My biggest advice is to look at gardening like a journey. Unfortunately it is such a long journey that you may never reach the destination. Be patient with yourself. Involve your kids. They may do some damage but the learning they get from it is priceless. Play around, try new things but most of all enjoy it! Keep a journal of what worked and what to change. Start right now getting your beds ready for spring. Till in manure from the goats (tomatoes grew there for a reason) and chickens. This will also help with pest control and weed control next year. My dad comes over with the disc on his tractor and turns my soil after turnip greens are all picked. I then begin planning my garden for next year. I map it out what needs to be done when and where. I have a weekly to do list. I post it…everybody knows what needs to be done. ( I have older kids who help out alot) Every year I learn something new. This year I produced almost all the veggies we will use for the whole year but it didn’t happen all in one year. I have been gardening for my family for about 6 years. Some years I put more money and time than I got in return but don’t give up. You will eventually reap the rewards. How about fruit trees? This is a good time to put in an order to arrive in spring. Try pears… they are easy to grow fairly pest resistant and great canned. I can’t make enough canned pears to last the year. Apples are next but a little harder to keep disease and pests away.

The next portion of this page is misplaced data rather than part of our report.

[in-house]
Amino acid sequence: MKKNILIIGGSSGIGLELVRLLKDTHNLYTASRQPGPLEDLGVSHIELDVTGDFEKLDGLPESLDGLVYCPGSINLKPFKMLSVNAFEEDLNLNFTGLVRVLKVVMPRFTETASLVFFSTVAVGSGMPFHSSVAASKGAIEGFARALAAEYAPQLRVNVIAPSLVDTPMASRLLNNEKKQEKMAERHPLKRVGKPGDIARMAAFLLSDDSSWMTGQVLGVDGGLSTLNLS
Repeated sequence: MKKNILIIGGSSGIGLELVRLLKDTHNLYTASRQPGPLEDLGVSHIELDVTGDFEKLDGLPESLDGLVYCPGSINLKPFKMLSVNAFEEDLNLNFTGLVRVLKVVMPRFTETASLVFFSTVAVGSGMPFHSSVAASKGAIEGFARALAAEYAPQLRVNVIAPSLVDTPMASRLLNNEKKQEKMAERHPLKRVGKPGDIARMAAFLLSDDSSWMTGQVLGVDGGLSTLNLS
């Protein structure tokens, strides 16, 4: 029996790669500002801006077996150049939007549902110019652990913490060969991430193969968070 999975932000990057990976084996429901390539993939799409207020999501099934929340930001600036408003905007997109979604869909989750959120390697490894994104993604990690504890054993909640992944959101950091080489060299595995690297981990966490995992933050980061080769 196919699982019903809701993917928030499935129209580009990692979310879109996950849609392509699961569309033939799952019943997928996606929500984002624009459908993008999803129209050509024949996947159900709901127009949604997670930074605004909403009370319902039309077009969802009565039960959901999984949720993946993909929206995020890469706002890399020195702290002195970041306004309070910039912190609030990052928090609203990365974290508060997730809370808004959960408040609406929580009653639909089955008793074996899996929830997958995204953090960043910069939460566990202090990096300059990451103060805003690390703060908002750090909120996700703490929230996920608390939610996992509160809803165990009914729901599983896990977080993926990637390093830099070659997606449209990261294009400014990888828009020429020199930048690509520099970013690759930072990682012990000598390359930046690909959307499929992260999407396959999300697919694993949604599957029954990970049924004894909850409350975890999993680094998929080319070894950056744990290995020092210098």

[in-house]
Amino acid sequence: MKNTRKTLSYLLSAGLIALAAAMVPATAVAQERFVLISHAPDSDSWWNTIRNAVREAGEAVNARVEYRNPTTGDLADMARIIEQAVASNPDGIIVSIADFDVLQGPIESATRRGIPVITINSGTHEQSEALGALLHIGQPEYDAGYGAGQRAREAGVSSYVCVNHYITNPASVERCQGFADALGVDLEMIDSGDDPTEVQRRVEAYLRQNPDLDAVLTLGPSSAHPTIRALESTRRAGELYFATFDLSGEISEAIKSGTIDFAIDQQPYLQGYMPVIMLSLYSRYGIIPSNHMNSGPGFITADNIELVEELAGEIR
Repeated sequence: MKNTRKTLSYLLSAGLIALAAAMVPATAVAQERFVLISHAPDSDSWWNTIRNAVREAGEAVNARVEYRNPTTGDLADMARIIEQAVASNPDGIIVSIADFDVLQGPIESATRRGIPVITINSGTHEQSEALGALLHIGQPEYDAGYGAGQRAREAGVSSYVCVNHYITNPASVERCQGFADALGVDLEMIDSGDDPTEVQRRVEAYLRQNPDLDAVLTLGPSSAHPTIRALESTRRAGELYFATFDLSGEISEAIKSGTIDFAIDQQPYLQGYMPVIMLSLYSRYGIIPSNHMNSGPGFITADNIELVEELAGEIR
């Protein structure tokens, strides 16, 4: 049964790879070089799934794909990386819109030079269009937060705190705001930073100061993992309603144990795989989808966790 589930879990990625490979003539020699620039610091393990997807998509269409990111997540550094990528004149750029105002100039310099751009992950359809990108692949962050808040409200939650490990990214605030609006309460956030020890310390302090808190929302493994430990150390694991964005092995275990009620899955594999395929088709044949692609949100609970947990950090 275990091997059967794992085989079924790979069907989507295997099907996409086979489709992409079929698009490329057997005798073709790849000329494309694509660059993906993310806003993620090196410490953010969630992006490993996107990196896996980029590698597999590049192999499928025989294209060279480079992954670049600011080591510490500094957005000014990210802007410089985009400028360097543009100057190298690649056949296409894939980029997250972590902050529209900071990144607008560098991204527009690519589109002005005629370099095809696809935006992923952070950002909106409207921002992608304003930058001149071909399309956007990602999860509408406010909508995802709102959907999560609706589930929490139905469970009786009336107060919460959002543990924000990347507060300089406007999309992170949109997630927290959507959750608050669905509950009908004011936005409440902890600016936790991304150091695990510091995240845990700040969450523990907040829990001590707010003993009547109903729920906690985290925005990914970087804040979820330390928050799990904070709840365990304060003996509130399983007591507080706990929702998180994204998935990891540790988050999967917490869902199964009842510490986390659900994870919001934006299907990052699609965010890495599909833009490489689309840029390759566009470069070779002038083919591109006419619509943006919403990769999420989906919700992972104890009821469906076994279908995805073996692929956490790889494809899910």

• Renata says:

    Thanks for sharing as I didn’t know some of these things. I’m coming into my second summer here & unfortunately my garden last year looked a lot like yours. Now I’m diligently fertilizing fortnightly & watering every couple of days. So far it’s looking better – although it’s only early days yet.

  • Lanna says:

    Keep notes.
    Pay attention to companion planting. I.e. pole beans and garlic = smaller garlic and an awful bean yield.
    Have fun with it. Whether you’re goofy like me and go for the “fun” colored things like purple beans or purple carrots or yellow carrots or whatnot, experiment. Some things flop, some things thrive – you jus t never know.

  • Nancy M. says:

    My list is similar to yours. I know I definitely need more pest control. I tried to do it too organic and that did not work out well. I also learned since I have sandy soil that I need to water it everyday.

  • tarena says:

    I hope the Lord blesses you with an amazing garden next year!!